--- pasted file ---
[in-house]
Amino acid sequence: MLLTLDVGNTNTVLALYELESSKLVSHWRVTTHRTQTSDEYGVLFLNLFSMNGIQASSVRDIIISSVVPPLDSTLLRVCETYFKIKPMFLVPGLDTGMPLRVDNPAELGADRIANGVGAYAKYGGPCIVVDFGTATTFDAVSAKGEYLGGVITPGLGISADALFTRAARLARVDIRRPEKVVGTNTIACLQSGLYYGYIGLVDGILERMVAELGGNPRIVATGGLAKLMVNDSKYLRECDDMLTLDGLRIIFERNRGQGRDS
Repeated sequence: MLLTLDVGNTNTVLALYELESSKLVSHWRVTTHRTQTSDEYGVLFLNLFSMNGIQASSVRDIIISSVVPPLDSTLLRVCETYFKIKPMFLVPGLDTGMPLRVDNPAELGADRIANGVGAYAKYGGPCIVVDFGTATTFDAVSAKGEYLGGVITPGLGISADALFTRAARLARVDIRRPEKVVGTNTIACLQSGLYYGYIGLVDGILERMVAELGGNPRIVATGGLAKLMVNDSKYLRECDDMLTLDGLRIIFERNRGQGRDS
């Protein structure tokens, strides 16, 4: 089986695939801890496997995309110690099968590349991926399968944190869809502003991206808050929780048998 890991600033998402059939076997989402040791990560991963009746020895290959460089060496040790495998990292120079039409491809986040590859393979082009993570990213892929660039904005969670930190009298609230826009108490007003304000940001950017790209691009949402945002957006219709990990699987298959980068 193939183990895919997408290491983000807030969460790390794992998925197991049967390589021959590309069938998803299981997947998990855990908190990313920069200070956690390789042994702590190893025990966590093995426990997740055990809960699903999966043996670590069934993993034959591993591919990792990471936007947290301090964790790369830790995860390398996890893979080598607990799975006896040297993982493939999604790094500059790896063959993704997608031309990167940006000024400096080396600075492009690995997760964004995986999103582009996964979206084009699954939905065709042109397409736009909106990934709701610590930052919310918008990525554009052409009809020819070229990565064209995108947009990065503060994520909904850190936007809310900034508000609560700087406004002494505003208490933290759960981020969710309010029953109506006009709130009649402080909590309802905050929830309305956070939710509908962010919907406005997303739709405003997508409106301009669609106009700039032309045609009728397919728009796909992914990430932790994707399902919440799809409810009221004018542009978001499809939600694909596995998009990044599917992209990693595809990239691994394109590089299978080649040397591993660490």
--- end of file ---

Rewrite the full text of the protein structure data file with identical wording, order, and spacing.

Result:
[in-house]
Amino acid sequence: MLLTLDVGNTNTVLALYELESSKLVSHWRVTTHRTQTSDEYGVLFLNLFSMNGIQASSVRDIIISSVVPPLDSTLLRVCETYFKIKPMFLVPGLDTGMPLRVDNPAELGADRIANGVGAYAKYGGPCIVVDFGTATTFDAVSAKGEYLGGVITPGLGISADALFTRAARLARVDIRRPEKVVGTNTIACLQSGLYYGYIGLVDGILERMVAELGGNPRIVATGGLAKLMVNDSKYLRECDDMLTLDGLRIIFERNRGQGRDS
Repeated sequence: MLLTLDVGNTNTVLALYELESSKLVSHWRVTTHRTQTSDEYGVLFLNLFSMNGIQASSVRDIIISSVVPPLDSTLLRVCETYFKIKPMFLVPGLDTGMPLRVDNPAELGADRIANGVGAYAKYGGPCIVVDFGTATTFDAVSAKGEYLGGVITPGLGISADALFTRAARLARVDIRRPEKVVGTNTIACLQSGLYYGYIGLVDGILERMVAELGGNPRIVATGGLAKLMVNDSKYLRECDDMLTLDGLRIIFERNRGQGRDS
């Protein structure tokens, strides 16, 4: 089986695939801890496997995309110690099968590349991926399968944190869809502003991206808050929780048998 890991600033998402059939076997989402040791990560991963009746020895290959460089060496040790495998990292120079039409491809986040590859393979082009993570990213892929660039904005969670930190009298609230826009108490007003304000940001950017790209691009949402945002957006219709990990699987298959980068 193939183990895919997408290491983000807030969460790390794992998925197991049967390589021959590309069938998803299981997947998990855990908190990313920069200070956690390789042994702590190893025990966590093995426990997740055990809960699903999966043996670590069934993993034959591993591919990792990471936007947290301090964790790369830790995860390398996890893979080598607990799975006896040297993982493939999604790094500059790896063959993704997608031309990167940006000024400096080396600075492009690995997760964004995986999103582009996964979206084009699954939905065709042109397409736009909106990934709701610590930052919310918008990525554009052409009809020819070229990565064209995108947009990065503060994520909904850190936007809310900034508000609560700087406004002494505003208490933290759960981020969710309010029953109506006009709130009649402080909590309802905050929830309305956070939710509908962010919907406005997303739709405003997508409106301009669609106009700039032309045609009728397919728009796909992914990430932790994707399902919440799809409810009221004018542009978001499809939600694909596995998009990044599917992209990693595809990239691994394109590089299978080649040397591993660490």